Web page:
Ted Hughes Essay | Language, Sound, and Literary Choices in "Thistles"

This student essay consists of approximately 3 pages of analysis of Language, Sound, and Literary Choices in "Thistles".
This section contains 881 words
(approx. 3 pages at 300 words per page)
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Language, Sound, and Literary Choices in "Thistles"

Summary: In his poem "Thistles," Ted Hughes argues that the world will never live in peace, that wars will always emerge through memories in the way that thistles spring back through seeds. Hughes uses well-fitted, pessimistic diction; expressive similes, metaphors, and other language techniques; and sound devices, syntax, and rhythm to express his view.
Will there ever be a time where the world will live in peace, stripped from all wars and grudges? Ted Hughes partially answers this question through his self-written, extremely evocative poem - `Thistles'. Hughes uses well-fitted diction, expressive similes, metaphors and such language techniques, along with the aid of sound devices, syntax and rhythm to transfer his opinions and ideas to us through words. He doesn't think so - is the response we get in answering the previous question. Hughes tells us that wars will always spring back through memories as thistles do through seeds!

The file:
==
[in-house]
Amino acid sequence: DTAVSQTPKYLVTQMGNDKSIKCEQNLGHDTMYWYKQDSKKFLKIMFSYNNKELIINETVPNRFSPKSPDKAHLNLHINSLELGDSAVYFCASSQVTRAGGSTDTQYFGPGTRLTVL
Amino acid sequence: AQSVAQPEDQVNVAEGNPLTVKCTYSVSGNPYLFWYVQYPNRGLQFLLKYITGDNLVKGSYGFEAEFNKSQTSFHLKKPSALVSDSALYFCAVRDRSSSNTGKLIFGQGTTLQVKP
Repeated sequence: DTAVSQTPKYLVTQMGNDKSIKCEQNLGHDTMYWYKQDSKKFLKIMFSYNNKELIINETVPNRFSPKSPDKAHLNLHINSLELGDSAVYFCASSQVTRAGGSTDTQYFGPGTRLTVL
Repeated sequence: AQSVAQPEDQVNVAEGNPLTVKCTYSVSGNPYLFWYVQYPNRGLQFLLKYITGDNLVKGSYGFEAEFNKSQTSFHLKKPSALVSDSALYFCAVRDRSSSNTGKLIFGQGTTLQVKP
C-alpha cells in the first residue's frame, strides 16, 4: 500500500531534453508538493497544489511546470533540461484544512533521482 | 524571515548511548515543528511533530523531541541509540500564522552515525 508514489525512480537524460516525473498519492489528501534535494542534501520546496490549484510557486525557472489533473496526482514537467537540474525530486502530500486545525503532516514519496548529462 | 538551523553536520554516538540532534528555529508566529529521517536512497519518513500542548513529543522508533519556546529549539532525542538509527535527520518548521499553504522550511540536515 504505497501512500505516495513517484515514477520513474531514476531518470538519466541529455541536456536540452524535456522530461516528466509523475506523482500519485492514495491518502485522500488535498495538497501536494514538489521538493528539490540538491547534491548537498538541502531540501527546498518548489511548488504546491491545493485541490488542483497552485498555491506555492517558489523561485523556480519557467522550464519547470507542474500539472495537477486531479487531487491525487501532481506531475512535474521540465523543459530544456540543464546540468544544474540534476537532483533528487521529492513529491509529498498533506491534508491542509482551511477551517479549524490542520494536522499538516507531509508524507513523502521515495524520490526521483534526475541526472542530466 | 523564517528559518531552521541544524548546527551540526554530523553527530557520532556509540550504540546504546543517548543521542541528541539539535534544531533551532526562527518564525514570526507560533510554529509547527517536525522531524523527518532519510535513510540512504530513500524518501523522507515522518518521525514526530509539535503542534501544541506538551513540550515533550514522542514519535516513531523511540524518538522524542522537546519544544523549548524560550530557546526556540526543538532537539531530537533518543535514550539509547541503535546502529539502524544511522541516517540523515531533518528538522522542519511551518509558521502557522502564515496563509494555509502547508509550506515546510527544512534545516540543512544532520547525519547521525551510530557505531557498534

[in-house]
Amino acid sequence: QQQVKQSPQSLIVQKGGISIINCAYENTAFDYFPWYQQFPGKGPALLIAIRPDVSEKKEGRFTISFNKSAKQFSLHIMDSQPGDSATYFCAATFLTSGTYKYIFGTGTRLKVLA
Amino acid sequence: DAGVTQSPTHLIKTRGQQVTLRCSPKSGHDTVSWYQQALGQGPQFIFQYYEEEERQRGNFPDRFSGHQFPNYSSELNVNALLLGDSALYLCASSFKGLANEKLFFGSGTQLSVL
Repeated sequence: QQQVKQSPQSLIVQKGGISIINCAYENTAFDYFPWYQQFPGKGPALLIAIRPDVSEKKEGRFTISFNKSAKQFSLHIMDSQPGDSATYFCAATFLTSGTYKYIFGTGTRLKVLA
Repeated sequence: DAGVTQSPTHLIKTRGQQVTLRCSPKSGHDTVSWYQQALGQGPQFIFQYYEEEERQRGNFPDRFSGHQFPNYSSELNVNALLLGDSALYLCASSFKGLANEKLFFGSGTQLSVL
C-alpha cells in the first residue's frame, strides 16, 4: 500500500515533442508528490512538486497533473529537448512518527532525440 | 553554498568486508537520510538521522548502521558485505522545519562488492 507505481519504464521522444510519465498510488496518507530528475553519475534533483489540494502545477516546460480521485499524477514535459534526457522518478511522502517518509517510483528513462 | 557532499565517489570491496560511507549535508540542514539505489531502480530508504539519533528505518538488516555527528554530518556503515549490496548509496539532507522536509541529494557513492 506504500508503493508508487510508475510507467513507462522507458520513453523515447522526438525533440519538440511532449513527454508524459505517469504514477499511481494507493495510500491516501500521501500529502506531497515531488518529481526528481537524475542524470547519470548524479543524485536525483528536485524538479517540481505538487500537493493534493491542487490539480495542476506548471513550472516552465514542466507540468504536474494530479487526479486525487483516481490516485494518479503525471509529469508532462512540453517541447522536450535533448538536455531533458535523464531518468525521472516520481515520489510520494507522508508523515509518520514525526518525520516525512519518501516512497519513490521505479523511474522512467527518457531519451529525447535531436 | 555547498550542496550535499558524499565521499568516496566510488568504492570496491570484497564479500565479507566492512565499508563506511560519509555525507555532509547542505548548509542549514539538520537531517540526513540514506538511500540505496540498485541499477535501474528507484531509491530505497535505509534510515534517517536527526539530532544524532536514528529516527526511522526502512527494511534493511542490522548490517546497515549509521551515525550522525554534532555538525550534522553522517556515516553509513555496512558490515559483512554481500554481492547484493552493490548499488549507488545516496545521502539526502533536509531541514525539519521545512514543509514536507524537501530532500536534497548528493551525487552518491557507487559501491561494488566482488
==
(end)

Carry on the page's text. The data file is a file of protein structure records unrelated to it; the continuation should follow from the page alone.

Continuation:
A negative, grim and hostile ambiance, full of tension and anxiety, suspense and war-like experience is set by the poet through these meaningful, consequential words: "splintered", "weapons", "pressure", "decayed", "revengeful", "pale" and "blood." Hughes' selection of diction is exceptional in comparison toward the focus of the poem. He...

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This section contains 881 words
(approx. 3 pages at 300 words per page)
Buy the Student Essay on Language, Sound, and Literary Choices in "Thistles"
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